Davis' Administrator, et al. v. Cincinnati, New Orleans & Texas Pacific Railway Co.
COURT OF APPEALS OF KENTUCKY
172 Ky. 55; 188 S.W. 1061; 1916 Ky. LEXIS 154
November 2, 1916, Decided
PRIOR HISTORY: [***1] Appeal from McCreary Circuit Court.
DISPOSITION: Judgment reversed on the appeal, with directions, and affirmed on the cross-appeal.
COUNSEL: ROBERT HARDING, E. V. PURYEAR, JOHN W. RAWLINGS, STEPHENS & STEELY, JOHN W. SAMPSON and J. M. PERKINS for appellants.
EDWARD COLSTON, JOHN GALVIN, TYE, SILER & GATLIFF and H. M. CLINE for appellee.
JUDGES: JUDGE THOMAS.
OPINION BY: THOMAS
[*56] [**1062] OPINION OF THE COURT BY JUDGE THOMAS--Reversing.
On November 14, 1913, Oscar Davis, who was then twenty-one years of age, was killed by the wrecking of a passenger train causing the engine to overturn and fall on him, producing instant death. The train was being [*57] operated by the defendant, appellee, Cincinnati, New Orleans and Texas Pacific Railway Company, and the decedent was the fireman thereon. The accident occurred about three hundred yards north of a small town in Tennessee, called Annadell, and the wreck was produced by the engine in some way getting off the track and running off on the side of a dump, resulting in its being turned over, as stated. The train consisted of several passenger coaches and was a fast passenger train, known as the Royal Palm. It was going south at the time, [***2] which was between three and three-thirty in the afternoon of that day, and the derailment occurred about the middle of a cut through which the road ran on about a six-degree curve toward the east, and the proof shows the engine left the track from the east or inside rail of the curve.
I. W. Davis, father of the deceased, qualified as his administrator and filed this suit, which was brought under the Federal Employers' Liability Act, to recover the damages which the alleged dependents in the petition sustained on account of his decedent's death.
The negligence of the defendant, which, it is charged, produced the death, is stated to be the excessive and reckless rate of speed at which the train was running at that particular place (over a curve), and that the defendant had negligently permitted its track at that particular place to become greatly out of repair and dangerous for the purpose of operating trains over it. The negligence charged on this point is that the ties through the curve and at the point where the train jumped the track were so decayed that they did not hold the spikes fastening the rails of the track, and the latter were thereby permitted to spread or in some way [***3] cause the wheels of the engine to mount the rail, resulting in the wreck, followed by the death of the fireman.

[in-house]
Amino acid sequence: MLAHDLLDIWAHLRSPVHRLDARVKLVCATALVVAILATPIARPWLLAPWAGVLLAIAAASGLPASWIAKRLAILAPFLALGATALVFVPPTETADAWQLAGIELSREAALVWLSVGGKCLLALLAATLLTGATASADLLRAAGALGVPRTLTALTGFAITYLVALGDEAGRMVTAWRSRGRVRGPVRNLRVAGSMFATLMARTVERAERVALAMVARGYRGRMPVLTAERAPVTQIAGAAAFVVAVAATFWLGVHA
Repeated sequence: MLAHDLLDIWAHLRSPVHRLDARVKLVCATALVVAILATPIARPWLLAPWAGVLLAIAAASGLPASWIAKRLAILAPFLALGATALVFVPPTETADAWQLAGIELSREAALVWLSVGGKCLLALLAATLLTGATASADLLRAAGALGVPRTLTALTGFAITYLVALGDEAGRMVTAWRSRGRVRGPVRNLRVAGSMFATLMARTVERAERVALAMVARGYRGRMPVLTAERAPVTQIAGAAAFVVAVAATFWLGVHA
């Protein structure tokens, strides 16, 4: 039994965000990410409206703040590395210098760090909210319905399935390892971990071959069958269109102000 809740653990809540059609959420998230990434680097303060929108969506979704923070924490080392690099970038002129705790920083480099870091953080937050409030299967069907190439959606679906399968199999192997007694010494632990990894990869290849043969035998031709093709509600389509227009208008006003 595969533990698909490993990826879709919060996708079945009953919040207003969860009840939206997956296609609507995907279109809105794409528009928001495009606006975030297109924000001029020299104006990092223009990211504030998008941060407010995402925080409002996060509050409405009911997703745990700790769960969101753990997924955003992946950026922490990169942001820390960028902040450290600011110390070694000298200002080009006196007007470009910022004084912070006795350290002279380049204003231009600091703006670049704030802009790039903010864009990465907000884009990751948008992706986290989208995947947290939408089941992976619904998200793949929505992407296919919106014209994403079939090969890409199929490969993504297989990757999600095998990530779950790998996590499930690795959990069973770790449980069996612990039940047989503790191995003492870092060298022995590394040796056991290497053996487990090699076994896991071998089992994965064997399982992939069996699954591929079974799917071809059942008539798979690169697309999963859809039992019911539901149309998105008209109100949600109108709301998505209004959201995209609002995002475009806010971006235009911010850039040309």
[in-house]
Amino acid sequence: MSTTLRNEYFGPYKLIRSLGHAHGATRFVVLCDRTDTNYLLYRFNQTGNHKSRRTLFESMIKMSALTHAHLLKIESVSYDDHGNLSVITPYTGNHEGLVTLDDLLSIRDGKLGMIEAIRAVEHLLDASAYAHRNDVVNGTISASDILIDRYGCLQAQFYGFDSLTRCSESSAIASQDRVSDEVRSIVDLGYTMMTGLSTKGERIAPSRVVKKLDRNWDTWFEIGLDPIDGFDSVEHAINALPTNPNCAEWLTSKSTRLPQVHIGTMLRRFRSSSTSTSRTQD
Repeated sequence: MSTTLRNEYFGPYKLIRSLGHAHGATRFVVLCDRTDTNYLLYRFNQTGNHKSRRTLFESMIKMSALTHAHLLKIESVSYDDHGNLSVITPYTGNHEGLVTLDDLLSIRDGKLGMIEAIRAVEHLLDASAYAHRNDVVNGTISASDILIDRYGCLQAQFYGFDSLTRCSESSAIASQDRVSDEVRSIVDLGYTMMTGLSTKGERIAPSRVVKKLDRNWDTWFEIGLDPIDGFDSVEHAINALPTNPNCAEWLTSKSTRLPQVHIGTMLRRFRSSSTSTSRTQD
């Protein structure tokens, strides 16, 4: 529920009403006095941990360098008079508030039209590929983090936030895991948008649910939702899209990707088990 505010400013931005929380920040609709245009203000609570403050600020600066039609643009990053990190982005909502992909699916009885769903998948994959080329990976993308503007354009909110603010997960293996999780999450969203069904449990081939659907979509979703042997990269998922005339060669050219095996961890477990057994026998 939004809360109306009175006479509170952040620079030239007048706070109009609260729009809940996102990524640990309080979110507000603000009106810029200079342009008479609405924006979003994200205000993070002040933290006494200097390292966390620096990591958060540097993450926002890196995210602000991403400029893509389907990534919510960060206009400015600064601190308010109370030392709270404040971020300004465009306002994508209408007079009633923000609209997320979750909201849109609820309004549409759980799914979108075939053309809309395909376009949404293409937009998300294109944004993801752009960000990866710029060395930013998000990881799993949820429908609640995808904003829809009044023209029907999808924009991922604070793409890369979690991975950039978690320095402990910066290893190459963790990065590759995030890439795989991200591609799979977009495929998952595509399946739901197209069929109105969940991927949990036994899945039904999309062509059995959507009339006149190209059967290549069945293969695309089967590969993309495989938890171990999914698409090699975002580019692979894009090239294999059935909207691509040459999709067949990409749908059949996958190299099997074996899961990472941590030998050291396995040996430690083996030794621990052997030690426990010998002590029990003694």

It is alleged in the petition that the decedent left surviving him as dependents, and for whose benefit the suit was brought, an infant daughter, Ruth Davis, who was about three years old, and his mother, who at that time was a married woman, and whose husband was living, he being the appellant here, and she being the mother of several living children whose ages ranged from five years to twenty years, several of whom are employed in reasonably remunerative positions, the husband himself being employed at a salary of thirty dollars per month.
[*58] The answer is a traverse of the allegations of the petition, one paragraph of which pleads the pendency of a suit brought for the same cause of action, in the same court, by one Wheeler Chitwood as administratrix of the deceased; but after the filing of the answer that suit was dismissed as the controversy between the two personal representatives was finally determined in favor of the appellant herein. The petition prayed for the recovery of a judgment of $ 30,000.00, but upon trial the jury returned a verdict against the [***4] defendant for the sum of $ 2,000.00, from which the plaintiff prosecutes this appeal, and defendant has obtained in this court a cross-appeal.
The chief errors urged upon us on behalf of the appellant are: Incompetent evidence allowed to be introduced before the jury by the defendant over plaintiff's objections, and improper instructions to the jury likewise over his objections, and that the damages are inadequate under the proof.
The chief point raised by the cross-appeal is that there was not sufficient evidence to show the negligence on behalf of defendant complained of in the petition, and that its motion for a directed verdict should have prevailed. We will first consider the point raised by the cross-appeal.